A titular see of Phrygia in Asia Minor . Diocleia is mentioned by Ptolemy (V, ii, 23), where the former editions read Dokela; this is probably the native name, which must have been hellenized at a later time; in the same way Doclea in Dalmatia is more commonly called Dioclea. The autonomous rights of Dioclea are proved by its coins struck in the reign of Elagabalus (Head, Hist. Num., 562). It figures in the "Synecdemus" of Hierocles, in Parthey, "Notitiae Episcopatuum" (III, X, XIII), and in Gelzer, "Nova Tactica", i.e. as late as the twelfth or thirteenth century, as a bishopric in Phrygia Pacatiana, the metropolis of which was Laodicea. Only two bishops are known, in 431, and 451 ( Lequien, Or. Christ., I, 823). An inscription found near Doghla, or Dola, a village in the vilayet of Smyrna, shows that it must be the site of Dioclea, though there are no ruins.
More Catholic Encyclopedia
Browse Encyclopedia by Alphabet
The Catholic Encyclopedia is the most comprehensive resource on Catholic teaching, history, and information ever gathered in all of human history. This easy-to-search online version was originally printed in fifteen hardcopy volumes.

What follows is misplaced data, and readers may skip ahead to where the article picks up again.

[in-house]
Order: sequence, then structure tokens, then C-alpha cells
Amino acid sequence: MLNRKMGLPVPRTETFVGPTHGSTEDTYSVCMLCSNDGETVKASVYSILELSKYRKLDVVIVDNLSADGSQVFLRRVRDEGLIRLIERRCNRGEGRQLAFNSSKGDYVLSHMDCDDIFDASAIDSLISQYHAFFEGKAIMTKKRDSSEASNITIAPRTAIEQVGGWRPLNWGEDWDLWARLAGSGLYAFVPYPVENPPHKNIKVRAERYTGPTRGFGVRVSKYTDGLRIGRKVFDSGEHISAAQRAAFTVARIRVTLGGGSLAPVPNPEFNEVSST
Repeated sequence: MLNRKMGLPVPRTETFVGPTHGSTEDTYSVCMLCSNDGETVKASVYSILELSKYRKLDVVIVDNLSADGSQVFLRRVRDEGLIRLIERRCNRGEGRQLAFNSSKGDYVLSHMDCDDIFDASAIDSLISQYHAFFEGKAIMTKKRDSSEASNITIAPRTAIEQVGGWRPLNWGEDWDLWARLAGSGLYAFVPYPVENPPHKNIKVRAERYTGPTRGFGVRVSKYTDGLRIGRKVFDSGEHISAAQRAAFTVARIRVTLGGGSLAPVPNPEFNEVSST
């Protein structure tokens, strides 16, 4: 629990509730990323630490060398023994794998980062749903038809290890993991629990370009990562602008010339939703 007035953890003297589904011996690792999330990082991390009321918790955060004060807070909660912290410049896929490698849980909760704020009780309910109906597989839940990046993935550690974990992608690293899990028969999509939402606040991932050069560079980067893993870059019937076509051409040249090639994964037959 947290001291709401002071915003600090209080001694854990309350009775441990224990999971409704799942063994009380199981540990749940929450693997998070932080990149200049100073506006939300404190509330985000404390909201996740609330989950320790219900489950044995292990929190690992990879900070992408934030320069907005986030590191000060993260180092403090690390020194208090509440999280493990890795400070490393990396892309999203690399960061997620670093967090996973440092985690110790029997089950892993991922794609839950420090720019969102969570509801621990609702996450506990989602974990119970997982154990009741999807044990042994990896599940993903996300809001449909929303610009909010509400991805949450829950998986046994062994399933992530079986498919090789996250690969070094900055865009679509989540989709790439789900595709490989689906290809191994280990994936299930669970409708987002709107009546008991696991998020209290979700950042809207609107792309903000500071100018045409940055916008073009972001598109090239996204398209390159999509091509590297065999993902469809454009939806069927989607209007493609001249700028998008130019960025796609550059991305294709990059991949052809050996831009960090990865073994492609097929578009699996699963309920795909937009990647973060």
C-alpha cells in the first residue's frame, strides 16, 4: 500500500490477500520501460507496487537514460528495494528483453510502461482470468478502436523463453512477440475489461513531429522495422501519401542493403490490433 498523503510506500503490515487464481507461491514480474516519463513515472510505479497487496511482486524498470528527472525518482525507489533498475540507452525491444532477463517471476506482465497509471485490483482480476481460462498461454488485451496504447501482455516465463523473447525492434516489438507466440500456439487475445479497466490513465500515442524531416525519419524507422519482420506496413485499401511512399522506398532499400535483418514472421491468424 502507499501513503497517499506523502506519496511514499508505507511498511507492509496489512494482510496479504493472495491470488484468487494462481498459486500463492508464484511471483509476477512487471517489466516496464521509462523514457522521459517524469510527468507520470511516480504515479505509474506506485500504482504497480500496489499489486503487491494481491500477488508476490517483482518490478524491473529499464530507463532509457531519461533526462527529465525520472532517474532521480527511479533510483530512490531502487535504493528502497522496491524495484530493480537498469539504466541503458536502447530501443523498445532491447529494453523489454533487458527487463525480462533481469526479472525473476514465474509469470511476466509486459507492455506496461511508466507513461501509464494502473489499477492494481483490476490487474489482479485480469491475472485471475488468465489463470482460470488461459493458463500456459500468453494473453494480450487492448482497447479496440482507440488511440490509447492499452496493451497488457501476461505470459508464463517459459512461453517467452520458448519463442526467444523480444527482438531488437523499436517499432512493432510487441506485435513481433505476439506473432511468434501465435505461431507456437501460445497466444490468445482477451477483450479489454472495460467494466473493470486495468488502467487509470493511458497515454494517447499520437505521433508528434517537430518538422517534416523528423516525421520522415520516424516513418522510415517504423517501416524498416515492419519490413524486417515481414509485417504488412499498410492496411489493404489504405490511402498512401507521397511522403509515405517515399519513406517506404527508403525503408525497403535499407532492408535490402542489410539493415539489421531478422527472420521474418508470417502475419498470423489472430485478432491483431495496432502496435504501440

Designed to present its readers with the full body of Catholic teaching, the Encyclopedia contains not only precise statements of what the Church has defined, but also an impartial record of different views of acknowledged authority on all disputed questions, national, political or factional. In the determination of the truth the most recent and acknowledged scientific methods are employed, and the results of the latest research in theology, philosophy, history, apologetics, archaeology, and other sciences are given careful consideration.
No one who is interested in human history, past and present, can ignore the Catholic Church, either as an institution which has been the central figure in the civilized world for nearly two thousand years, decisively affecting its destinies, religious, literary, scientific, social and political, or as an existing power whose influence and activity extend to every part of the globe. In the past century the Church has grown both extensively and intensively among English-speaking peoples. Their living interests demand that they should have the means of informing themselves about this vast institution, which, whether they are Catholics or not, affects their fortunes and their destiny.
Browse the Catholic Encyclopedia by Topic
Copyright © Catholic Encyclopedia. Robert Appleton Company New York, NY. Volume 1: 1907; Volume 2: 1907; Volume 3: 1908; Volume 4: 1908; Volume 5: 1909; Volume 6: 1909; Volume 7: 1910; Volume 8: 1910; Volume 9: 1910; Volume 10: 1911; Volume 11: - 1911; Volume 12: - 1911; Volume 13: - 1912; Volume 14: 1912; Volume 15: 1912
Catholic Online Catholic Encyclopedia Digital version Compiled and Copyright © Catholic Online